How To Solve The Gas Panic

Neal Boortz

9/29/2008 12:01:13 AM - Neal Boortz

First ... If you're not from Atlanta or any other area where about one out of five gas stations is open and the lines are 90 minutes and more, read this story.  If you like this kind of stuff you can read this one too.  Things are tough, and have been for about six days.  Friday morning I was out there at 3:30 a.m. looking for gas for my car.  Now after you’ve finished reading about Atlanta’s problems (problems shared with many other Southeastern cities) you can click here to read about how nearly 200 gas stations in Atlanta are being investigated for price gouging.  Don’t investigate them!  Reward them!  Price gouging is exactly what we need!  It should be encouraged, not investigated. 

OK ... now that you've finished your reading assignments, I shall tell you how to solve this problem QUICKLY.  Not painlessly .. but fast.

The real problem now is panic buying.  People will run their tanks down by about one-third and then rush off to a gas station.  Lines of cars are following gas tanker trucks around Atlanta. The supplies are coming back up, but as long as people insist on keeping every car they own filled to the top and then filling a few gas cans to boot, we're going to have these outages and these absurd lines. 

So, how do you stop the panic buying?  Easy.  You let the market do what the market does best, control demand and supply through the price structure.  The demand for gas outstrips the supply right now, so allow gas stations respond by raising the price of gas .. raise it as much as they want.  I’m serious here so stop your screaming.  The governor should hold a press conference and announce that effective immediately there is no limit on what gas stations can charge for gas.  I heard that there was some gas station in the suburbs charging $8.00 a gallon.  Great!  That’s what they all should be doing.  Right now the price of gasoline in Atlanta is artificially low and being held down by government.  That’s exacerbating the problem, not helping it.  Demand is not being squelched by price. 

As the prices rise, the point will be reached where people will say "I’m fed up with this.  I'll ride with a friend, take the bus or just sit home before I'll pay this for a gallon of gas."  Once the price of a gallon starts to evoke that kind of reaction, we're on our way to solving the problem.  When gas costs, say, $8.00 people aren't going to fill their tanks.  They also aren't going to rush home to get their second car and make sure it is filled up either ... and you can forget them filling those portable gas cans they have in the trunk.  Some people will only be able to afford maybe five gallons!  Fine!  That leaves gas in the tanks for other motorists.  Bottom line here is that people aren’t going to rush out to fill up their half-empty tanks with $8.00 gas.  Instead they’ll buy only what gas is absolutely necessary, and then wait for the prices to come down.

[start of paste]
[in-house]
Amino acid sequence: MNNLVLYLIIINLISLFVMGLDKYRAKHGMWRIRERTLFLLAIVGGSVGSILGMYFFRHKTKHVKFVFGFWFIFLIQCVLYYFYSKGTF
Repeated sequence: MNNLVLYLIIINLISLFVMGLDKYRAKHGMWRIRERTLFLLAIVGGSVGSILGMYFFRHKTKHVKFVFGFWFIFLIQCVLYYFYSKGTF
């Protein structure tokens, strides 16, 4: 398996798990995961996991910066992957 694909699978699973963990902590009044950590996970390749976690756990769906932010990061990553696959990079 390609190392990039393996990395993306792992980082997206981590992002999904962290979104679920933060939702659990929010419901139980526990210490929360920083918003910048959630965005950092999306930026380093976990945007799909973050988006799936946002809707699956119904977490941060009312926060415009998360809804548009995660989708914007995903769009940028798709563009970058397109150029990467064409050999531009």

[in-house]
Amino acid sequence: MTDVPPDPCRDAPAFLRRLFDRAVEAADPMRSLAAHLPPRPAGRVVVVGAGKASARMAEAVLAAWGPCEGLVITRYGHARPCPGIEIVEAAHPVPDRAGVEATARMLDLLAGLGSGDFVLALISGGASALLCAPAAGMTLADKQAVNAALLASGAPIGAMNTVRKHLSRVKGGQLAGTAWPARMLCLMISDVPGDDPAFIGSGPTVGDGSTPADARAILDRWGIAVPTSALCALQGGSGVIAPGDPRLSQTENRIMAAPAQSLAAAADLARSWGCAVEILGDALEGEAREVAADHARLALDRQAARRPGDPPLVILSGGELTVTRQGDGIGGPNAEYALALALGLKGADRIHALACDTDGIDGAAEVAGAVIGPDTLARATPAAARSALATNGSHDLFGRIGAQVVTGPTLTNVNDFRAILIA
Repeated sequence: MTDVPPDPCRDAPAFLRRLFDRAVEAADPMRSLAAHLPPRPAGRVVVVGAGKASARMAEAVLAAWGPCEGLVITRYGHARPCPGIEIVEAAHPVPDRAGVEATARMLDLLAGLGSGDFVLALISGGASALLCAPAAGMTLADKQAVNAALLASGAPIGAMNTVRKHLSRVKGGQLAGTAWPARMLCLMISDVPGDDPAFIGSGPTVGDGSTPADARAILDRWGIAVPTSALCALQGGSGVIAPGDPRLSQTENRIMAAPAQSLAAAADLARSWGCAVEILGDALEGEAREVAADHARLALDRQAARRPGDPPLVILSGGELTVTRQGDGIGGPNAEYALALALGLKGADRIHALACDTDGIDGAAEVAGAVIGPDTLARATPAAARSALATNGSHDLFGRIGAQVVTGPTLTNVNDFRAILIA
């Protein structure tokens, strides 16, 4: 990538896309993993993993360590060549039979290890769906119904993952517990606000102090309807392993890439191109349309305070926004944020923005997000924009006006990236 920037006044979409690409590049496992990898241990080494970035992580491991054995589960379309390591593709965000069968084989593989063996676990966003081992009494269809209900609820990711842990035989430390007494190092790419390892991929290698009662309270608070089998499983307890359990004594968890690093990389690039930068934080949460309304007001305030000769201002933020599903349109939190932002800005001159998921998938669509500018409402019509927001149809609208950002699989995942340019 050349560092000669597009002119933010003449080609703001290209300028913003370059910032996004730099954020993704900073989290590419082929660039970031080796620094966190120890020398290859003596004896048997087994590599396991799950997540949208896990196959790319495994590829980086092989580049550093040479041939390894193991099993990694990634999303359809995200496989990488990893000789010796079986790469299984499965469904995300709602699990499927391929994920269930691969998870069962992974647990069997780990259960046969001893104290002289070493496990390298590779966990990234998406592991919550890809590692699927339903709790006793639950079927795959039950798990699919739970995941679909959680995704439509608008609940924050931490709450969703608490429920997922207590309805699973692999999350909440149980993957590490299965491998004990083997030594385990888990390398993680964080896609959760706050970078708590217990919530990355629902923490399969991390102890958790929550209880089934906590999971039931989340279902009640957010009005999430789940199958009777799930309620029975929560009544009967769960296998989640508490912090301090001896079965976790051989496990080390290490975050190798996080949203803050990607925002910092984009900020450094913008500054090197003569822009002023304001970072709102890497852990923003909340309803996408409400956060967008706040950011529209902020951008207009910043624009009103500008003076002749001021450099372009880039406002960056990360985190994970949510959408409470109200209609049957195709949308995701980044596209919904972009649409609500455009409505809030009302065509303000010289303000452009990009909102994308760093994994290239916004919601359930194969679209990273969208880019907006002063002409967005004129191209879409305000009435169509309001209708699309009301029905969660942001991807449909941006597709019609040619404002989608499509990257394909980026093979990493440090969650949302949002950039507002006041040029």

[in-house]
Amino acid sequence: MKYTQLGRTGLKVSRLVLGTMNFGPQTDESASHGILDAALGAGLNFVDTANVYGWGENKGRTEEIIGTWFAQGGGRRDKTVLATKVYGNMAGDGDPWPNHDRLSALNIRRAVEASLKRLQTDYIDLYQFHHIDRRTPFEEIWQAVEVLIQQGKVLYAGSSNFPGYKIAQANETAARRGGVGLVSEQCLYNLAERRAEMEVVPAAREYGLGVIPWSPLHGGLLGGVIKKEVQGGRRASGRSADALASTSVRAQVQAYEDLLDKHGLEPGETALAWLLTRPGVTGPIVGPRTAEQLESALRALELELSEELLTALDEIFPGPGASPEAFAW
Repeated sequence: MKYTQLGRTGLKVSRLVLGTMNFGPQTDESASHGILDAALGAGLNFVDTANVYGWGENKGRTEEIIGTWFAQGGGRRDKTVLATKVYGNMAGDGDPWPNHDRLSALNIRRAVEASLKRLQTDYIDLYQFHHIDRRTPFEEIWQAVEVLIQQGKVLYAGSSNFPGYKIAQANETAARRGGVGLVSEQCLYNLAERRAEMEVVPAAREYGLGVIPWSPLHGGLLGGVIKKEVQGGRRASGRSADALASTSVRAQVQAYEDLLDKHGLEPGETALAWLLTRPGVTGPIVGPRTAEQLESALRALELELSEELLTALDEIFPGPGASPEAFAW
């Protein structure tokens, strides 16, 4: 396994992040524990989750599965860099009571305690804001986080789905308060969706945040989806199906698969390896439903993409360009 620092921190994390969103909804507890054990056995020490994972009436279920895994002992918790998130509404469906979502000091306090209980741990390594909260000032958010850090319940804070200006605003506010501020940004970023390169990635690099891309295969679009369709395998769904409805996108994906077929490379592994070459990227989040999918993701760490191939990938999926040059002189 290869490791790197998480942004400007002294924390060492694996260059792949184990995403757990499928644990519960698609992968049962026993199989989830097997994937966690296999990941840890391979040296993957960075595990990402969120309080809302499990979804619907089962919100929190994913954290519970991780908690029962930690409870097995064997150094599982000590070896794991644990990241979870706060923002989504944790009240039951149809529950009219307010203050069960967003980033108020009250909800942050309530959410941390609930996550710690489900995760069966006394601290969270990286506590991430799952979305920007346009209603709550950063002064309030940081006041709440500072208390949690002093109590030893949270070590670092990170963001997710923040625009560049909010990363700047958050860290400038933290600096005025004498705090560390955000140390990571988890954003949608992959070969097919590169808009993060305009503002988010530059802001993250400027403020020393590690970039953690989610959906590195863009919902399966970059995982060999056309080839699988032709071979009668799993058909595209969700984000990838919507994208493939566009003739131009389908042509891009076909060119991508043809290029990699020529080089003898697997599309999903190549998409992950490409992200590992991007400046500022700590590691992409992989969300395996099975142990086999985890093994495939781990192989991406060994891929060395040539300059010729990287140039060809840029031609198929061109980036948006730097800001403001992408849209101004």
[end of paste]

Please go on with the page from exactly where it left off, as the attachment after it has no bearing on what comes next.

As the price drives people away from the pumps, the tanker trucks will have the opportunity to fill every underground tank at every gas station in the area.  Then, when the tanks are all full again, the gas station operators will start looking around wondering where in the world their customers are.  One by one they'll start lowering the price of a gallon in order to attract customers back to the pumps.  Yup .. it will be time for a good old fashioned gas war.  As the prices fall people will come out of their garages and find that they can fill up without waiting and without the station running out.  Once they feel that the shortage is gone they’ll resume normal behavior and the prices will come down to pre-shortage levels. 

Oh, sure.  People will yell and scream about the so-called "price gouging" on the part of the stations.  They’ve been taught this by politicians.  Pundits … especially those on the left … will start blathering about “greed” and demanding regulations.  Pelosi will probably emit a screech or two about windfall profits taxes.  The truth is there is nothing inherently wrong with the free market responding to these shortages with the best device known to man for allocating scarce resources.  Prices. 

Politicians can do all the grandstanding they want ... and work for face time on the television decrying those evil people trying to make a profit off of a scarce resource.  That seems to suit them just fine.  But if they really want to end this nonsense they'll turn the marketplace loose and get the hell out of the way.